Anglo-Swiss art gallery Hauser & Wirth will open a branch in Hong Kong next year as it joins a growing list of international dealers who use the city as a base for selling Western art to China.
The gallery will occupy the 15th and 16th floors of H Queens, the William Lim-designed glass tower on Queen’s Road Central built specifically for art galleries and luxury lifestyle brands. The 10,000 sq ft space is expected to open in spring 2018.
“Our Asian sales have doubled each year for the past five years, so we started to look closer at Hong Kong, which is the first, obvious choice in the region since it is a multicultural hub in close proximity to other Asian countries,” says Marc Payot, partner and vice-president of H&W and the person in charge of the gallery’s Asia expansion.
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The gallery will also open offices in Shanghai and Beijing in October this year.
Asia remains a small market for H&W. Payot says the region accounts for around 10 per cent of the gallery’s global sales, up from around 1 per cent five years ago. But the large number of young, cosmopolitan and wealthy collectors bodes well for future growth, he says.
Several “super collectors” in China have signalled to the world that the country, despite its government’s emphasis on traditional culture, is increasingly open to Western contemporary and modern art. Liu Yiqian and Wang Wei, for example, owners of Shanghai’s Long Museum, have tastes that run from Amedeo Modigliani to Jenny Saville, and their museum is currently hosting a major Antony Gormley exhibition. Strong Chinese attendance at international art fairs, meanwhile, also reflects that interest is growing.
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International galleries including the Gagosian, White Cube, Lehmann Maupin and Pace Gallery have all set up shop in Hong Kong since the ArtHK international art fair, the predecessor to Art Basel Hong Kong, showed the market’s potential in 2008. Hong Kong is often chosen as a gallery location over mainland China because of its legal system, lack of censorship, logistical advantages, and the absence of import and export duties. Gallerists are also being lured here by the planned 2019 opening of new museum M+.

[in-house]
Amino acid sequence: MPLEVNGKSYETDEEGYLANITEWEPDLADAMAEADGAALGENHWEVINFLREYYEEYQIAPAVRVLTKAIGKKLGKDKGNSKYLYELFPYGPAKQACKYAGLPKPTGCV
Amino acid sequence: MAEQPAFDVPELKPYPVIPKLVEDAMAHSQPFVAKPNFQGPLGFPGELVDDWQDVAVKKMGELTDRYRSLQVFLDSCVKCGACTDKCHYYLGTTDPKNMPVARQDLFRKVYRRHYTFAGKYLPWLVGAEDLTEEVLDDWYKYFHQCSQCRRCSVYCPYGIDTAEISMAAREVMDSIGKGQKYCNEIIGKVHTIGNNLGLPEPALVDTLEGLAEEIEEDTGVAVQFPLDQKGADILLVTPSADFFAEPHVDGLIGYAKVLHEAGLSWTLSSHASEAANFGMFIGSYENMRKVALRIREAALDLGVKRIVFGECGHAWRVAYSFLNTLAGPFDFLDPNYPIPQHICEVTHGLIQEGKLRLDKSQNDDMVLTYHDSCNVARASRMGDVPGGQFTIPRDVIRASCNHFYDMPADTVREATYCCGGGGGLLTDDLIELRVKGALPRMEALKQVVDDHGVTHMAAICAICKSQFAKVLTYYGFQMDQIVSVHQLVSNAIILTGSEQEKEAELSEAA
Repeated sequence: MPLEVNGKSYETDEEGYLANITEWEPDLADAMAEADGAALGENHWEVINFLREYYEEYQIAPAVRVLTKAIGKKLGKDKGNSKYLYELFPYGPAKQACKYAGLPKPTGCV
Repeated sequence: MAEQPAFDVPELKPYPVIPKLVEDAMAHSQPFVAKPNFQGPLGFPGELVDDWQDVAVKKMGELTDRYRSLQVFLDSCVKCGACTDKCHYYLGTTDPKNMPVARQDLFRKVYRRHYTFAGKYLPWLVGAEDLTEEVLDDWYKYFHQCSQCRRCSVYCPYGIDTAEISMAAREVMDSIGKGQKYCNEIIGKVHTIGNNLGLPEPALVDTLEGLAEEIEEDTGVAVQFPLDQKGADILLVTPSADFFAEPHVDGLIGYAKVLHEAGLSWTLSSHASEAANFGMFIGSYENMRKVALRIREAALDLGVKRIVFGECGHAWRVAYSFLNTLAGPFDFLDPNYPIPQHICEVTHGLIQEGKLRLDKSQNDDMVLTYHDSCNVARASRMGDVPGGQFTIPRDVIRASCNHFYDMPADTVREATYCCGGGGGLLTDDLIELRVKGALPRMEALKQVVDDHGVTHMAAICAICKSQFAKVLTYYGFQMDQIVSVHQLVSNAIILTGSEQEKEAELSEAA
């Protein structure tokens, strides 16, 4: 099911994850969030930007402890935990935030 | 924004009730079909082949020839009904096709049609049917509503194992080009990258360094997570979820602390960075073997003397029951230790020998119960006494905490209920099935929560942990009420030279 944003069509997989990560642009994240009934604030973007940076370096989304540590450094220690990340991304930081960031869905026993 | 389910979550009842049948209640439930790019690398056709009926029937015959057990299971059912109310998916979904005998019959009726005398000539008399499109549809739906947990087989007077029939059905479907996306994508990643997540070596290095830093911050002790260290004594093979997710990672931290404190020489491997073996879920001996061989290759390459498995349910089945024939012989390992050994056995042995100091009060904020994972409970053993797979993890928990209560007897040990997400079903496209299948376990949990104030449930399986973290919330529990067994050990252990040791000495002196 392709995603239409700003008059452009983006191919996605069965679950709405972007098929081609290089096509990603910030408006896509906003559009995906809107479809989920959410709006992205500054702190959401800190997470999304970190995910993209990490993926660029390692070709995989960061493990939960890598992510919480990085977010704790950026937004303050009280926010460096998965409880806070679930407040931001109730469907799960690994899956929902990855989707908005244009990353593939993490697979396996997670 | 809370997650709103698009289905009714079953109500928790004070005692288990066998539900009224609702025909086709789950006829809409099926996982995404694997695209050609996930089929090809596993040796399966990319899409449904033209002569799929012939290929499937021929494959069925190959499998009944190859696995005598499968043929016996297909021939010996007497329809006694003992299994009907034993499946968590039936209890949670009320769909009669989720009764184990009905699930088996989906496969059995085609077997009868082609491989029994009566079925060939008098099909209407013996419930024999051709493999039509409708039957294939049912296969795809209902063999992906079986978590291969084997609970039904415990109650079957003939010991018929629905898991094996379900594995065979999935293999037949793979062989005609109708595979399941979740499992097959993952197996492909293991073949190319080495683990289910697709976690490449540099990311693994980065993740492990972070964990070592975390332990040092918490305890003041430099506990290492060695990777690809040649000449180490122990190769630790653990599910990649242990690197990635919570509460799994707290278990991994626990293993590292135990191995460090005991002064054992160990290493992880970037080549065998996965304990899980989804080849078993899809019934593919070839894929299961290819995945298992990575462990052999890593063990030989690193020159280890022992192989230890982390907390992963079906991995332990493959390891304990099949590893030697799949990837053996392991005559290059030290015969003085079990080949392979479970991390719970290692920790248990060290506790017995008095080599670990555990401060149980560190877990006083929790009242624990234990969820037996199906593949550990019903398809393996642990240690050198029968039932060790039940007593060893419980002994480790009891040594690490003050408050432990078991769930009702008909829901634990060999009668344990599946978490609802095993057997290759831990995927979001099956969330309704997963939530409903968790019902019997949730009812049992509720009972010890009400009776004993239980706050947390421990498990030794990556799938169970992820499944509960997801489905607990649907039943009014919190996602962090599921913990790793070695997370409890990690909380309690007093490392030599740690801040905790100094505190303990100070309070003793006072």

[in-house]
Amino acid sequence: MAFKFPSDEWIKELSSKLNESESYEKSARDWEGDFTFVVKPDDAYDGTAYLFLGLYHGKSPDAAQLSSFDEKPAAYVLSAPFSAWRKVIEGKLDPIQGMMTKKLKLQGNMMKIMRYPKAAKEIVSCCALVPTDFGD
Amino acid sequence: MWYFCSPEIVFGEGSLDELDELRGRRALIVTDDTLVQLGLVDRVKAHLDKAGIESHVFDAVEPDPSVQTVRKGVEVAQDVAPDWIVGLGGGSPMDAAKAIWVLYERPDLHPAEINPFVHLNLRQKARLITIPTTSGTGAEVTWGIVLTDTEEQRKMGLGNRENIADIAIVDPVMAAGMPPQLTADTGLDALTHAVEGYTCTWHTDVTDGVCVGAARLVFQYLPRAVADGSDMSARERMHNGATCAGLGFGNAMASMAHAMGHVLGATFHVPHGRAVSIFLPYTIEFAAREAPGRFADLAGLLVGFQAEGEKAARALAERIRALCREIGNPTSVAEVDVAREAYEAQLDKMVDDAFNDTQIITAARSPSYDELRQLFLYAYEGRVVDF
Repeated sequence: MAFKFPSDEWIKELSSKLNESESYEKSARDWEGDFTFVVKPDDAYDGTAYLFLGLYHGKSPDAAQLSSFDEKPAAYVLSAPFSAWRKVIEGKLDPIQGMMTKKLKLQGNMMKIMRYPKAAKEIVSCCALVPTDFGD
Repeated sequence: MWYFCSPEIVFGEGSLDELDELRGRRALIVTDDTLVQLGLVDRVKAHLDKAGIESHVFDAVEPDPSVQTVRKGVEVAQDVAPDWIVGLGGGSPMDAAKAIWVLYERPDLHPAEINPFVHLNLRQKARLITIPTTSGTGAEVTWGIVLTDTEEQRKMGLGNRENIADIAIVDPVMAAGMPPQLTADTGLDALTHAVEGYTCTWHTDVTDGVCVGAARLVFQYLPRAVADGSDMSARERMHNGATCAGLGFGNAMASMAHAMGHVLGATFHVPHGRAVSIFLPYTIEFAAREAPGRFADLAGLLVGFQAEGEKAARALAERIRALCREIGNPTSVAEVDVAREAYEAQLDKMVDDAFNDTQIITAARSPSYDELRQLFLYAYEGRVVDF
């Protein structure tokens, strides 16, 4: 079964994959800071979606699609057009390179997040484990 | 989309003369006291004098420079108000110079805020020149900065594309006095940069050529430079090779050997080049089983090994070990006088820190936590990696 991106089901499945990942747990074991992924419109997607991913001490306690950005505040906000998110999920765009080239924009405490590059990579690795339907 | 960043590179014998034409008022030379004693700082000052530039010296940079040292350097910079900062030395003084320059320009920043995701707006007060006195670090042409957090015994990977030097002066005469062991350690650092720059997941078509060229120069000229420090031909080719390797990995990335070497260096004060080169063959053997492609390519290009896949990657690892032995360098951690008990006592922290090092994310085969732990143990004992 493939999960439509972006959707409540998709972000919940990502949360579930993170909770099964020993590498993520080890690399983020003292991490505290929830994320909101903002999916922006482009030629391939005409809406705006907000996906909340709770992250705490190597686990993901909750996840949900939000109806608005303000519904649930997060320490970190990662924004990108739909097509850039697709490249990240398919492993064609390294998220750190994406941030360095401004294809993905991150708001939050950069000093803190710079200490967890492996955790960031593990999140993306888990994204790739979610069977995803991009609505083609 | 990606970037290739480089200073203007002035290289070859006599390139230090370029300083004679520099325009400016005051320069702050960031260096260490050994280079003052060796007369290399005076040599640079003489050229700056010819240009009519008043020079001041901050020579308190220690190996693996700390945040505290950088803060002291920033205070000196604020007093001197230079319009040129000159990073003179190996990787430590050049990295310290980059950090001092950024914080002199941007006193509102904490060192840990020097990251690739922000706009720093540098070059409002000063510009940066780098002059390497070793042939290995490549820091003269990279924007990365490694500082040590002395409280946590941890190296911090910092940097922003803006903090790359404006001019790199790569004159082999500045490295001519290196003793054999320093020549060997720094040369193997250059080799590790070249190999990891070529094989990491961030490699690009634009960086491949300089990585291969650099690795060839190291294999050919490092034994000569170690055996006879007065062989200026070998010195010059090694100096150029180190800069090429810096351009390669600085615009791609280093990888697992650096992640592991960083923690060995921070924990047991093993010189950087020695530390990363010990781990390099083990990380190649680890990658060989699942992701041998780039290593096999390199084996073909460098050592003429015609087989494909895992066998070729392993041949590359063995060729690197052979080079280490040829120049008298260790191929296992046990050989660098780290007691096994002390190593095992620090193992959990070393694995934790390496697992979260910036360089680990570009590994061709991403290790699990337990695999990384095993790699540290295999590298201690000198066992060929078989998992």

“M+ promises to be a museum of global importance that will act as a year-round draw for international visitors interested in art and culture,” says Magnus Renfrew, founder of ArtHK and author of a new book called Uncharted Territory: Culture and Commerce in Hong Kong’s Art World. “In addition, M+ will play a vital role in nurturing an audience for the type of art that [major international] galleries sell – which is an art of ideas and not solely a decorative product.”
Renfrew adds that galleries may also hope to see their artists included in M+’s permanent collection, a stamp of institutional approval that will enhance their reputation.
The rent at H Queens, which charges around HK$90-100 per square foot a month, is comparable to what H&W is paying in London and slightly higher than that in New York. Both David Zwirner and Seoul Auction have already announced plans to open their first Hong Kong galleries in the building.
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Payot says that H&W only decided to go ahead with its China expansion after it found two local people to represent them in the country.
“Vanessa Guo, who used to be with Christie’s and has been with our New York gallery since 2016, was ready to relocate to Hong Kong. She will focus on the business side of things,” he says. “We have also been able to hire Tsai Lihsin, who will split her time between Hong Kong and Beijing and focus on artist relations and communications.” The two will be joint directors of H&W Hong Kong, reporting to Payot.
The decision to hire Tsai highlights the close relationship between Western galleries and Chinese collectors, who are both important clients and promoters of their artists.
Tsai is the former girlfriend and collection manager of Qiao Zhibing, the man who is building Tank Shanghai, a large contemporary art centre housed within huge disused oil tanks. Since 2015, Tsai has worked with H&W to put on exhibitions for Martin Creed and Wilhelm Sasnal at Qiao’s exhibition venues in Shanghai.
H&W was founded in 1992 by Iwan Wirth, his wife Manuela and mother-in-law, Ursula Hauser. It currently represents the likes of Mark Bradford and Phyllida Barlow, who themselves are representing the US and the UK, respectively, at this year’s Venice Biennale.
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The gallery currently only has one Chinese artist – Zhang Enli – in its stable.
“Having a gallery in Hong Kong means it will make a lot of sense to look closer at Chinese artists, including ones in Hong Kong, who we can add to our programme,” Payot says.